U.S. President Barack Obama will urge other NATO nations to raise their defense spending at the alliance’s conference that kicks off Thursday in Newport, Wales, National Journal reported Wednesday.
George Condon Jr. writes that President Obama delivered a speech Wednesday in the Estonian city of Tallinn and emphasized the need for U.S. and allies to maintain a strong military relationship.
“And that means investing in capabilities like intelligence and surveillance and reconnaissance and missile defense,” he told his audience, according to the publication.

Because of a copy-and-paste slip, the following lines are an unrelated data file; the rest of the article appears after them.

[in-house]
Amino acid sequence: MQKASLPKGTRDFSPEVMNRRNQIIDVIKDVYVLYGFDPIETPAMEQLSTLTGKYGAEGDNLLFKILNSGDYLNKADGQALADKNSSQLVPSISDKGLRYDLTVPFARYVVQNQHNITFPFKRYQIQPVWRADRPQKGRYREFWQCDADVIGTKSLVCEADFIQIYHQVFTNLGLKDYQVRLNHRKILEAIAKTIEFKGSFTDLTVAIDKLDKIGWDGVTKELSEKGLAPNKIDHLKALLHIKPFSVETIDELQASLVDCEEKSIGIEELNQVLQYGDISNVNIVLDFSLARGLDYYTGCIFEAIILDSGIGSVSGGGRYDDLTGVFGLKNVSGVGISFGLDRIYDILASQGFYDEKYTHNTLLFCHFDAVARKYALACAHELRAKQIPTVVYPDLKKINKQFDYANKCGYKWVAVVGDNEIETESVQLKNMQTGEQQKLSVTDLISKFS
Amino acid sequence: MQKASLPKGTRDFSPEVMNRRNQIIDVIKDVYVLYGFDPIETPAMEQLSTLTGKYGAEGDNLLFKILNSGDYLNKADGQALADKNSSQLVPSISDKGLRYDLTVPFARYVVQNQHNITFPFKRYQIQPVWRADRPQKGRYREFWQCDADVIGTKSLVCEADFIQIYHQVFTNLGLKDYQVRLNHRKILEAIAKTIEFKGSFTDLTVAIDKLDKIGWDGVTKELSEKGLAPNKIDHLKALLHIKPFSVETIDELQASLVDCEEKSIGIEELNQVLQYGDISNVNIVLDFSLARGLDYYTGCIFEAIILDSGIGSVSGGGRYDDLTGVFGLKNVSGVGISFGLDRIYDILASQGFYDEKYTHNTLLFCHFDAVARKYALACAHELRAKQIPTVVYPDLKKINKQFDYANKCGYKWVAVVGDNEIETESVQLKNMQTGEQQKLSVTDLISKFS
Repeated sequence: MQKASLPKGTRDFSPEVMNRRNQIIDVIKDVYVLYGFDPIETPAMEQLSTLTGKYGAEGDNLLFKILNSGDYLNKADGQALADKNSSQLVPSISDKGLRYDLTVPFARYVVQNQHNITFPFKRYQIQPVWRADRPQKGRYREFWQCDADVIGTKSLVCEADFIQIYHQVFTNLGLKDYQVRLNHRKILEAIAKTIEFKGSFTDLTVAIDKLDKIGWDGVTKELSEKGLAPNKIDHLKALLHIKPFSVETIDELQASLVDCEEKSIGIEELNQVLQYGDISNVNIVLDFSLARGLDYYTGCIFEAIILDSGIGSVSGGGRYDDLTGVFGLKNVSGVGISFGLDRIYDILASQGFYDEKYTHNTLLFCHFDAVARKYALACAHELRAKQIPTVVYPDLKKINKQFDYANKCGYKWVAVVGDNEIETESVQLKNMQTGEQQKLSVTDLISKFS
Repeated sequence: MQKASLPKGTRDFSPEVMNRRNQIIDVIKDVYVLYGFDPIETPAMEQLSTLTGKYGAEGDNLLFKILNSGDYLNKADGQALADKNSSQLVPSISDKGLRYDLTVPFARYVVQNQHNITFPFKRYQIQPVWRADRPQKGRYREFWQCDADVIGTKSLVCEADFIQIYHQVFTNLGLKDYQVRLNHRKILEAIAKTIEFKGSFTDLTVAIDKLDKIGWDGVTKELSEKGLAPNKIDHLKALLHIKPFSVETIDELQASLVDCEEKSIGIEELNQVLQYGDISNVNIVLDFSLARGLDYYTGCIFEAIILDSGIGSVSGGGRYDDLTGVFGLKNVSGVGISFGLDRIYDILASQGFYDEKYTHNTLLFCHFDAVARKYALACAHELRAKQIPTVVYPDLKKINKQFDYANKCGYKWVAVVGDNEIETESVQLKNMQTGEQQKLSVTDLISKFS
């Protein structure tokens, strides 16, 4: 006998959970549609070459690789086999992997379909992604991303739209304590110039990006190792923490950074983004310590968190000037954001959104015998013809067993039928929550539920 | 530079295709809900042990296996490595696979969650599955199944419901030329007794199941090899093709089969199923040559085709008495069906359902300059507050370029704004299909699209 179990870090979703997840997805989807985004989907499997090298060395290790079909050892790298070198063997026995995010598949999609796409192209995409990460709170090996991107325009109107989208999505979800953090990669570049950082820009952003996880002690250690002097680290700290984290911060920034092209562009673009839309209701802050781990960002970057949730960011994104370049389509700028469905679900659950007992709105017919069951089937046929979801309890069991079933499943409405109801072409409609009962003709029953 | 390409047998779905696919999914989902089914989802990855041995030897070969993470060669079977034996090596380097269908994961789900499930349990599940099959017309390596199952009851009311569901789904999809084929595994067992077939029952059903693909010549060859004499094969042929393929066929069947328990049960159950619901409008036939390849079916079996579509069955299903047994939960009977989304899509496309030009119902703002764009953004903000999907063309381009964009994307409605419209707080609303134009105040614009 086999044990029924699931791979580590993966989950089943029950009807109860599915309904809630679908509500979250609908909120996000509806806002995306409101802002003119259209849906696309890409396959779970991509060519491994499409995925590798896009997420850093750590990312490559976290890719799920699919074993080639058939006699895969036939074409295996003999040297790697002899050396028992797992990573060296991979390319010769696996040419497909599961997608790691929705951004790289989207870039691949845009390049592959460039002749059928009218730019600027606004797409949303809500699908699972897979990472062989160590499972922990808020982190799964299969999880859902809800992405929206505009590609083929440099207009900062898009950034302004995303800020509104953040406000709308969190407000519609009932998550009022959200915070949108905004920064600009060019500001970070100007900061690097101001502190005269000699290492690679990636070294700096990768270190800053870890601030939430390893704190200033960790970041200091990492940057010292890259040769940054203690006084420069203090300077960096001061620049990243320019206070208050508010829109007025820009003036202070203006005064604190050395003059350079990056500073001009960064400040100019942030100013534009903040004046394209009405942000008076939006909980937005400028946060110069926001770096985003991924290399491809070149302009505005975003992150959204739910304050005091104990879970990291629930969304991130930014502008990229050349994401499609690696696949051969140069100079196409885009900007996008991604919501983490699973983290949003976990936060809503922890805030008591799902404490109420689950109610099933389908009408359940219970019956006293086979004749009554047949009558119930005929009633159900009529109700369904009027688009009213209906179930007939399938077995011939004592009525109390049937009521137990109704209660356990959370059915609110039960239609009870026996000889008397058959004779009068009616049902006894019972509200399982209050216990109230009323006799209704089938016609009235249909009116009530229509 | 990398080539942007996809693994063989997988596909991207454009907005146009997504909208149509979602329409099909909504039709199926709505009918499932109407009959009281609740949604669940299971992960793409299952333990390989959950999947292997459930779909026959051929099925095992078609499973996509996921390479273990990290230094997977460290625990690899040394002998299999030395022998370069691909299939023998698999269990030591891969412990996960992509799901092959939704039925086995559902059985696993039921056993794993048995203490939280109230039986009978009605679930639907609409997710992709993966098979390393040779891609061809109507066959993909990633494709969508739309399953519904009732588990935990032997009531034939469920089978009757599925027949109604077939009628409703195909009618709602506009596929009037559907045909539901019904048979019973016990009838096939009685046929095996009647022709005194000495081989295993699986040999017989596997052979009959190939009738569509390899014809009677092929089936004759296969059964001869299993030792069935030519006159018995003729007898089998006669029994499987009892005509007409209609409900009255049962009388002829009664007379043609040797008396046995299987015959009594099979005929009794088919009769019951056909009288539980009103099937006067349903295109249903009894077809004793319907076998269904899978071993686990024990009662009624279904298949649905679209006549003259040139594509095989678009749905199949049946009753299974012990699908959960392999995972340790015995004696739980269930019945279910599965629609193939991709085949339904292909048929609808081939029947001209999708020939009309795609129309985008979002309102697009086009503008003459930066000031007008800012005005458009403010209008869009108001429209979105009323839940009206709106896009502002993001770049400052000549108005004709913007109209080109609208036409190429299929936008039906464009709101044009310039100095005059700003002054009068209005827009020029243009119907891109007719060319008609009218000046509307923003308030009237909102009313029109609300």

“This week’s summit is the moment for every NATO nation to step up and commit to meeting its responsibility to our alliance,” he added.
National Journal reports that NATO recommends that its 28 member countries allocate at least 2 percent of their nation’s gross domestic product on defense.
Only the U.S., Estonia, Greece and the U.K. have met that spending goal, according to Condon’s article.
NATO Secretary-General Anders Fogh Rasmussen has been encouraging alliance members to boost their defense investments amid regional security threats.
“We have lived in a relatively quiet security environment,” Rasmussen told CBC Radio in a recent interview.
“But the crisis in Ukraine as well as what we’re now seeing in Iraq [and] North Africa is a wake-up call,” he added, according to National Journal.